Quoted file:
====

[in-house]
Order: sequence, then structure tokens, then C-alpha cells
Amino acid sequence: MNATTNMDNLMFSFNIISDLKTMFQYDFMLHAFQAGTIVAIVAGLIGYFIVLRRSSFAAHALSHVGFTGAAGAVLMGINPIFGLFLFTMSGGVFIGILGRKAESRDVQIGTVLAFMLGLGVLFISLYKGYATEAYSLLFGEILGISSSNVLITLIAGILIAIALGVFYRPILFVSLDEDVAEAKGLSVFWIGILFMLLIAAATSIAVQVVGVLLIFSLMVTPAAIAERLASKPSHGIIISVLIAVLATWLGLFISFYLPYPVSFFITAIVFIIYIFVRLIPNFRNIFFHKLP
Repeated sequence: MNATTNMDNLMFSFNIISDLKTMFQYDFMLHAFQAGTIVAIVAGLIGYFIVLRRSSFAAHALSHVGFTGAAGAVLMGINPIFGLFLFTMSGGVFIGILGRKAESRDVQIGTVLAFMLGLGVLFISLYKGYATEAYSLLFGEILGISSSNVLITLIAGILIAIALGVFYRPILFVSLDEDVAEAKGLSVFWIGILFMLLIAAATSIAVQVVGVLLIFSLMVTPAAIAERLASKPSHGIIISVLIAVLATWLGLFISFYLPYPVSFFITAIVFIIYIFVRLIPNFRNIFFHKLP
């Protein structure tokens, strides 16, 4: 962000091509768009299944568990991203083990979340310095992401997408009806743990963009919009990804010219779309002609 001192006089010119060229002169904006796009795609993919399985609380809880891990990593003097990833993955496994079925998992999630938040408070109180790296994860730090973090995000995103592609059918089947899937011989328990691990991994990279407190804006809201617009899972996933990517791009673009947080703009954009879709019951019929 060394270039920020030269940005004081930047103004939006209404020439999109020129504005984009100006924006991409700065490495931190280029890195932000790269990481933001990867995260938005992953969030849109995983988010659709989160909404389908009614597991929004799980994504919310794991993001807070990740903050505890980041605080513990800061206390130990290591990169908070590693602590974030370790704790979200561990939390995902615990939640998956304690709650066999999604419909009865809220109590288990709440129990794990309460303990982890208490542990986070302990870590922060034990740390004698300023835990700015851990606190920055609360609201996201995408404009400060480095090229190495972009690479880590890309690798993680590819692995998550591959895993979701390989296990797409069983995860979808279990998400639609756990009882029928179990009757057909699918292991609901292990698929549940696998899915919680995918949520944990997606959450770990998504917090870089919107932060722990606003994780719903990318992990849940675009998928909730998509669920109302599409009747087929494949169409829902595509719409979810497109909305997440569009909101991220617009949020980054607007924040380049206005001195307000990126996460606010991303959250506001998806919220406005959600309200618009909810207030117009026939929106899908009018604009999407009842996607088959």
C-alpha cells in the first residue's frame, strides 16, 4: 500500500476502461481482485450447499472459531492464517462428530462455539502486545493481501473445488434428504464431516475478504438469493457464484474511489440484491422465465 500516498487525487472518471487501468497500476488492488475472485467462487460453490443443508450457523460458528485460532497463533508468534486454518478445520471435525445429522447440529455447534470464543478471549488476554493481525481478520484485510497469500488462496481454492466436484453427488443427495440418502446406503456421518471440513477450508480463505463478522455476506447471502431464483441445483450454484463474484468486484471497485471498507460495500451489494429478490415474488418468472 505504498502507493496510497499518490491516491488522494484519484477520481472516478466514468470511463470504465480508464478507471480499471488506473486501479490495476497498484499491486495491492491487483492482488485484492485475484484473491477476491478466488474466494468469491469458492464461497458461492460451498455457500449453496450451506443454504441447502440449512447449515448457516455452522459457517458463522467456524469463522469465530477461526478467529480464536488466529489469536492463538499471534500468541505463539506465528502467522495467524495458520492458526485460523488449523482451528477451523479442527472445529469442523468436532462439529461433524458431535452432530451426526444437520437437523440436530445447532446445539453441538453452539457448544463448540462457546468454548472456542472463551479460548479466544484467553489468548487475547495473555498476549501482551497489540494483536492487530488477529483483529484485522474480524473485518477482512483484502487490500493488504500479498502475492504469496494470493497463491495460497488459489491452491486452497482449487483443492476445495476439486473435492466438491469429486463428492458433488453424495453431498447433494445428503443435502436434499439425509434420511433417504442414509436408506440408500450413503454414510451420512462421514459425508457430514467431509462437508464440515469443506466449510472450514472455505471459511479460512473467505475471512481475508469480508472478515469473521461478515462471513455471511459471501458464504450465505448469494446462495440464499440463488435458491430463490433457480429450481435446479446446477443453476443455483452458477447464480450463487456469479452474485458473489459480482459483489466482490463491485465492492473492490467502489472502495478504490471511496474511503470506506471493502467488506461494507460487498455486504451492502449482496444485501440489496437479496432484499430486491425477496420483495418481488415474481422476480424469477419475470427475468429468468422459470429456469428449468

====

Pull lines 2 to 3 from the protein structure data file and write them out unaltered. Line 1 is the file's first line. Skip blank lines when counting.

Order: sequence, then structure tokens, then C-alpha cells
Amino acid sequence: MNATTNMDNLMFSFNIISDLKTMFQYDFMLHAFQAGTIVAIVAGLIGYFIVLRRSSFAAHALSHVGFTGAAGAVLMGINPIFGLFLFTMSGGVFIGILGRKAESRDVQIGTVLAFMLGLGVLFISLYKGYATEAYSLLFGEILGISSSNVLITLIAGILIAIALGVFYRPILFVSLDEDVAEAKGLSVFWIGILFMLLIAAATSIAVQVVGVLLIFSLMVTPAAIAERLASKPSHGIIISVLIAVLATWLGLFISFYLPYPVSFFITAIVFIIYIFVRLIPNFRNIFFHKLP